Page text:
The National Urban League held a memorial service on Tuesday to honor. Jordan, who rose from humble beginnings in the segregated South to become a champion of civil rights, died last week. He was 85.
Jordan led the Urban League from 1971 to 1981, assuming leadership after the passage of the Civil Rights Act, the Voting Rights Act, and the Fair Housing Act. Jordan saw it as his mission to "empower Black Americans to realize the promise of these victories," according to the league. In his words, "Black people today can check into any hotel in America, but most do not have the wherewithal to check out."
Jordan was the first lawyer to head the organization, which had traditionally been led by social workers. Under his leadership, the Urban League added 17 more chapters and its budget swelled to more than $100 million. The organization also broadened its focus to include voter registration drives and conflict resolution between Blacks and law enforcement.
"The nation has lost one of its greatest champions of racial and economic justice," the league said in a statement announcing the service. "... His passing leaves a tremendous void that can never be filled."
Marc Morial, current president of the National Urban League, said Jordan should be remembered "as a man for others," who generously gave his time and attention everywhere he went. Morial said Jordan's success made his own possible — a sentiment echoed by others who knew him, and a pillar of Jordan's character. Another of his mentees and friends, Kenneth Chenault, the former CEO of American Express, said the best advice Jordan ever gave him was: "We're here because we stand on the shoulders of so many."
Kim Koopersmith, chairperson of Jordan's former law firm Akin, Gump, Strauss, Hauer and Feld, said she was able to rise in the firm because Jordan first "parted the waters." She recalled his "belief in you that knew no bounds," and magnanimous presence. "Every stripe of life would stop (for Vernon), and Vernon would stop for everyone."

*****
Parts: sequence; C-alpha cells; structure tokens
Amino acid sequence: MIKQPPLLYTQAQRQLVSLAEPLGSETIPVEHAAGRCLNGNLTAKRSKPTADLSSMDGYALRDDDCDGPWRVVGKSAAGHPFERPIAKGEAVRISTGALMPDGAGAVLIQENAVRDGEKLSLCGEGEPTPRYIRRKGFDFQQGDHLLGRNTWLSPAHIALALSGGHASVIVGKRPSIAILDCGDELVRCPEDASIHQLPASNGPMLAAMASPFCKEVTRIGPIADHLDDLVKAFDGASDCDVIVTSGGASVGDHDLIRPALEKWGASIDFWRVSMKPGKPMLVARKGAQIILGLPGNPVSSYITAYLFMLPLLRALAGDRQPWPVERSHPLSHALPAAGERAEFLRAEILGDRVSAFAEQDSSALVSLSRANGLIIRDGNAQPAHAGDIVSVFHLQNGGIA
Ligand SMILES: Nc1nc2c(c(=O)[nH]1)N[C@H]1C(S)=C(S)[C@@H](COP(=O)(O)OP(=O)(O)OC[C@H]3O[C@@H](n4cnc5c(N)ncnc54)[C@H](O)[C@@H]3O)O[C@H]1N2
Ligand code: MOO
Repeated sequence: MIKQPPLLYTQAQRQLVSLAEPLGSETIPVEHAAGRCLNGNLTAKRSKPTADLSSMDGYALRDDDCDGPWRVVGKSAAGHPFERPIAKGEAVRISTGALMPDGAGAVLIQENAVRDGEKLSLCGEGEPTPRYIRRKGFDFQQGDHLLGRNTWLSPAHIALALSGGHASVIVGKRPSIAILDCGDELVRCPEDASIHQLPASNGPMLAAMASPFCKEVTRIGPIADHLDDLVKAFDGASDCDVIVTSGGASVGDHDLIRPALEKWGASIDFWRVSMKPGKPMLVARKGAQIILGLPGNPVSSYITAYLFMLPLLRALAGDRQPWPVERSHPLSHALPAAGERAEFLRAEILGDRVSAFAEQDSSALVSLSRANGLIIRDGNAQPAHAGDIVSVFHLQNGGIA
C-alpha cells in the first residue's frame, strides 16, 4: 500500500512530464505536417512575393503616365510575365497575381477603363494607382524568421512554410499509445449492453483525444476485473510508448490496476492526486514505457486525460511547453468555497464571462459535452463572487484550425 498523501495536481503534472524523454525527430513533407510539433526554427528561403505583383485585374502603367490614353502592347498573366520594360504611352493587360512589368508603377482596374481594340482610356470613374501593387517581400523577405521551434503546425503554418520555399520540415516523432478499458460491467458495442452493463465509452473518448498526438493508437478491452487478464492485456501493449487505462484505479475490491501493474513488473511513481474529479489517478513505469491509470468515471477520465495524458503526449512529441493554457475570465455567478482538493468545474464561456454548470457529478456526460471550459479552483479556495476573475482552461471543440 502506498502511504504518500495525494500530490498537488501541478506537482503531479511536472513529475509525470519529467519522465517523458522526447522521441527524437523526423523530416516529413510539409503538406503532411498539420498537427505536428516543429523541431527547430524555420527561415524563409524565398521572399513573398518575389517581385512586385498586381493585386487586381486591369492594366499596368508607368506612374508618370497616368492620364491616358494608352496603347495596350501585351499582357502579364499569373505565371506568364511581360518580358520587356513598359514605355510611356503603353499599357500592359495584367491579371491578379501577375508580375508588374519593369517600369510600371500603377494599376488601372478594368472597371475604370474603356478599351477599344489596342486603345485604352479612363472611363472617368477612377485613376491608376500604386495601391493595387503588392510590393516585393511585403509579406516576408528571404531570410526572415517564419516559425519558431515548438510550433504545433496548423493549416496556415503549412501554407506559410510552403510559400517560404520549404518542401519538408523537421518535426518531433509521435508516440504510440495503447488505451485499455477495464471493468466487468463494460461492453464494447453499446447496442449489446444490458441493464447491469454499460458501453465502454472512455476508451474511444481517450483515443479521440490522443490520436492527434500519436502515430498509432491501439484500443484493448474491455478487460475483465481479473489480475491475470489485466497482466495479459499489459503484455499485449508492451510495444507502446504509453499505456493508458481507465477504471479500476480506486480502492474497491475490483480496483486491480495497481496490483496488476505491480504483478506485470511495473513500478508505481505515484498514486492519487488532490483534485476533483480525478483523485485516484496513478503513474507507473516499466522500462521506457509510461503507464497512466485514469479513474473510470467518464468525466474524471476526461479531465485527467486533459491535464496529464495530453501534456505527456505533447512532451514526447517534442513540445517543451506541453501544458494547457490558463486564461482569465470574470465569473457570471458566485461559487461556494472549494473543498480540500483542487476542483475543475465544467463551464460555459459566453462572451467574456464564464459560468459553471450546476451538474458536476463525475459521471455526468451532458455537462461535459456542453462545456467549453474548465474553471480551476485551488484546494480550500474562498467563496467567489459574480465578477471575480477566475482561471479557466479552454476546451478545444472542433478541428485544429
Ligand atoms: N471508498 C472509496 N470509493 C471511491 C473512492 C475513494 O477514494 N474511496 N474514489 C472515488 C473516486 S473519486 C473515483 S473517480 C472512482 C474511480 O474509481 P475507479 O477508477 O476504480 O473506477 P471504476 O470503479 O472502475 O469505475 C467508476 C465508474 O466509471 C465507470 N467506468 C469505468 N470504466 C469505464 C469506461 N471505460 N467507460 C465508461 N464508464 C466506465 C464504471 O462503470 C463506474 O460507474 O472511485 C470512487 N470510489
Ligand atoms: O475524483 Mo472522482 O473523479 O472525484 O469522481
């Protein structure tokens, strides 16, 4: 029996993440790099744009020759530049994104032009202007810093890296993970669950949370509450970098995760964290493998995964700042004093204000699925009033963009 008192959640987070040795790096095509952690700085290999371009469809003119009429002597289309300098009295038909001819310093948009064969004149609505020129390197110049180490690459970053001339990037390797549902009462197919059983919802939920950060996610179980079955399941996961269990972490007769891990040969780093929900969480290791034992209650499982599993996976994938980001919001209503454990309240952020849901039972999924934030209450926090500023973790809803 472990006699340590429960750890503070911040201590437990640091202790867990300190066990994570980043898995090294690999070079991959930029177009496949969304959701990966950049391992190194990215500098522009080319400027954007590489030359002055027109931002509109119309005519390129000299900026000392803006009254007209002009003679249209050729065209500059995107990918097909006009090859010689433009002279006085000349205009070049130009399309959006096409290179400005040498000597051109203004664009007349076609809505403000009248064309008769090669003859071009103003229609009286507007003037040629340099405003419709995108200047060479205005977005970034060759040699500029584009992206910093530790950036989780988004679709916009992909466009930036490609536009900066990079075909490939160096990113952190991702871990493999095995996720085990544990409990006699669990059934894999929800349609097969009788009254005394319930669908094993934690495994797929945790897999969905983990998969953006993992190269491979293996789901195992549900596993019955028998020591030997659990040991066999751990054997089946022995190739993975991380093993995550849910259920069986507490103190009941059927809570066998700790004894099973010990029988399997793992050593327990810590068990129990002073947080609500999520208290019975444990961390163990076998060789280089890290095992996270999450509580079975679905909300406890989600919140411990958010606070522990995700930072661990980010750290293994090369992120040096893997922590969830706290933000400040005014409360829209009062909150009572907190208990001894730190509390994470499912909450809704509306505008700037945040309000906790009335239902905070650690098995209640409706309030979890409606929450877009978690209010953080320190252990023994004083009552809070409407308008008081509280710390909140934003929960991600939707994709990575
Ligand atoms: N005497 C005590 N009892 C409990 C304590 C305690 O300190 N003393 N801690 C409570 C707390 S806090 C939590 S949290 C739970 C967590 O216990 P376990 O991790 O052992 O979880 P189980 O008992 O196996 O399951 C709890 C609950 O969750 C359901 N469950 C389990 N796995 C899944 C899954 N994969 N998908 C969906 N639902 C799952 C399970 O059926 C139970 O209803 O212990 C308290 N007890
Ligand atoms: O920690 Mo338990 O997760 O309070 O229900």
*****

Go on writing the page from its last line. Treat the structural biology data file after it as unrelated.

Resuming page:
After growing up in the Jim Crow South and living much of his life in a segregated America, Jordan took a strategic view of race issues. "My view on all this business about race is never to get angry, no, but to get even," Jordan said in a July 2000 New York Times interview. "You don't take it out in anger; you take it out in achievement.
He was nearly killed by a racist's bullet in 1980 before reinventing himself as a Washington insider and corporate influencer. After resigning from the Urban League in 1982, Jordan became a partner at Akin, Gump, Strauss, Hauer and Feld, and joined the New York investment firm of Lazard Freres & Co. as a senior managing partner in 2000.
Former President Bill Clinton, a friend, noted in his eulogy that Jordan spent almost 100 days in the hospital — where he was visited by then President Jimmy Carter — after the 1980 shooting, and the wounds stayed with him for the rest of his life.
Mr. Clinton made him an informal White House adviser, a role Jordan continued as a confidant for former President Barack Obama.
"Like so many others, Michelle and I benefited from Vernon Jordan's wise counsel and warm friendship—and deeply admired his tireless fight for civil rights," Mr. Obama said in a tweet after Jordan's passing. "We hope the memory of his extraordinary presence and the legacy of his work bring comfort to Ann, Vickee, and his family."
Mr. Clinton described Jordan as "a man in full," a person who maximized his own abilities to help others. "In the end, Vernon Jordan was in the freedom business," the former president said of his neighbor and friend. "He realized, as Mandela did, that if he hated other people, he would never be free... that redemption was better than cancellation."
"Vernon tried to help us all be more free."
for more features.